Can’t afford to separate?

When separating couples approach us for help, one of the biggest worries they have is financial stability and supporting their family.  The stress of the last few years has put a considerable strain on some relationships, and the current cost-of-living crisis has increased tensions further. Sadly, whilst this may be the cause of several breakups, it’s also the reason estranged couples have no choice but to remain under one roof as they are unable to afford two homes.

We thought it would be helpful to tell you what financial support may be available to you and, later in our blog, how you can manage your relationship if the only option is to continue living together.

Are you entitled to financial support as a single person or parent?

Please note, the below refers to residents in England; the advice may not the same for those living in Wales, Scotland and Northern Ireland.


You may be able to claim Universal Credit If you’re looking for a job or you’re on a low income and need support to cover the costs of housing, children and childcare, remembering that childcare costs may rise if you live as a single parent. To find out if you are entitled to financial support, click HERE

Council tax

Households with only one adult may be able to get a discount on their council tax bill, depending on where you live and other circumstances. You can find out more HERE

Child maintenance

If your partner or spouse doesn’t live with your child as part of your family, but they are their legal, biological or adoptive parent, they will have to pay maintenance to their main carer to support them up to the age of 16, or 20 if they are in approved education or training.

There are several ways you can arrange child maintenance:

  • You can arrange it with the other parent voluntarily
  • You can have maintenance calculated and collected under a government scheme
  • It can be arranged by a court order
  • If you are getting divorced or ending a civil partnership, child arrangements will form part of this process

If you are arranging maintenance yourself, we recommend (even if your separation is amicable) that agreements are put in writing and you take notes of conversations you’ve had. If this is your preferred option but you’re not sure where to begin negotiations, or you’re afraid the process will be difficult, we can help you find a solution with mediation.

Legal Aid

If you need legal help but are worried about costs, your case may be eligible for Legal Aid. Eligibility depends on several factors, including if you or your family are at risk of harm or abuse or if you need family mediation. Find out more about how we can help you HERE

What if the only option is to stay living together?

Sadly, we see cases where couples would prefer to instigate divorce or live separately but are forced to stay under one roof due to finances, so are unable to move on from their situation. According to experts, the number of couples unable to afford separation doubled last year. Surveys also suggest that 30% of couples are staying together because of financial concerns.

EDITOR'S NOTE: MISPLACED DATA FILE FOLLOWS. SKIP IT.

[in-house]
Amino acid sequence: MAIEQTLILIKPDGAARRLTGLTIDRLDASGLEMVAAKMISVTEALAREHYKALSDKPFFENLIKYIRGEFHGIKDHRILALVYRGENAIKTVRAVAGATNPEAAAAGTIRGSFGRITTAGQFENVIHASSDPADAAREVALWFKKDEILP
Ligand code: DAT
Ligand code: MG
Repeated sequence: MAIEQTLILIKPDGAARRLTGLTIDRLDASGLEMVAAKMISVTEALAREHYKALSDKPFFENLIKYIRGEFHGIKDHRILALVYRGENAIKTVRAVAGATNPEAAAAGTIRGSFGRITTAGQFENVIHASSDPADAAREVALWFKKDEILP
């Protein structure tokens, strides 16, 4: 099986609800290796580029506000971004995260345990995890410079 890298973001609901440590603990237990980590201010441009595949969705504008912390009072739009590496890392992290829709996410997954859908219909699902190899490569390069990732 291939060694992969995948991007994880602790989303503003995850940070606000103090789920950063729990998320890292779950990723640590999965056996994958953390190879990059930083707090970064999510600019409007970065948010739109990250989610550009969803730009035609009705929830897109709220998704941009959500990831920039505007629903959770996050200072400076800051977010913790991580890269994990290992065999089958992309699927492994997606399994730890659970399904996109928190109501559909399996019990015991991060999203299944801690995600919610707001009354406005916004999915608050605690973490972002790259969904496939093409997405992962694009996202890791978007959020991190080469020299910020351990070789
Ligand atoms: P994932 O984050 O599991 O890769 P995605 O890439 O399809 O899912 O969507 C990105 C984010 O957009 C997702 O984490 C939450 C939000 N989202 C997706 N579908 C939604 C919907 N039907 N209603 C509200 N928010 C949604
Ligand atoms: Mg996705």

Living separate lives whilst still cohabiting is a tricky situation, but it can be bearable short-term unless the relationship is abusive which we cover below.

When separation is slower it can be more amicable. Here is some advice for managing your relationship:

  • Try setting boundaries, such as giving each other space
  • Decide how you are going to co-parent and try not to let your spouse or partner down
  • Try not to keep secrets from each other
  • Decide what you want to do, who you want to see and where you want to go individually now rather than as a couple
  • If you’re not sure whether separation is the right thing to do you can try a trial separation, such as staying with family or friends for a short time, and then see how you both feel
  • Try to support each other. You’re both in the same boat trying to make the most of your situation
  • Set some time aside to discuss how you can save money. Not only will this give you extra funds to put towards your solo futures, but it might also enhance your relationship. Cancelling TV subscriptions may result in more conversations and cooking together rather than going out for meals or getting takeaways might give you both something to focus on and enjoy
  • Be prepared for people not to understand your situation. Splitting up but remaining living together will sound odd to some, but you don’t have to explain yourself if the burden of running two homes is too much in the current economic situation

Financial and economic abuse

As the saying goes, ‘money is power’ and that’s true in a lot of domestic abuse cases where financial and/or economic abuse is taking place.

  • Financial abuse can take several different forms, including controlling the victim’s access to money (even that which they earn themselves), misusing money, using credit cards without permission, gambling with jointly owned assets, drawing up contracts in the victim’s name and refusing to pay child maintenance
  • Economic abuse is when a perpetrator restricts access to money for basic essentials such as food, clothing, transport, employment, training and education

Financial and economic abuse rarely happen in isolation and is often one behaviour in a pattern of coercive control.

As we’ve said before, there is no excuse for domestic abuse of any kind, and that includes stress or pressure caused by the cost-of-living crisis. If you or your family are in immediate danger, call 999 and seek help from the police. Refuge has a freephone, 24-hour helpline you can call for advice: 0808 2000 247

Do you need help?

Our team are family law specialists offering the best legal advice, representing you where needed and understanding that separating is an uncertain and worrying time.

Call us on 0116 340 0094 or email if you need our advice or support.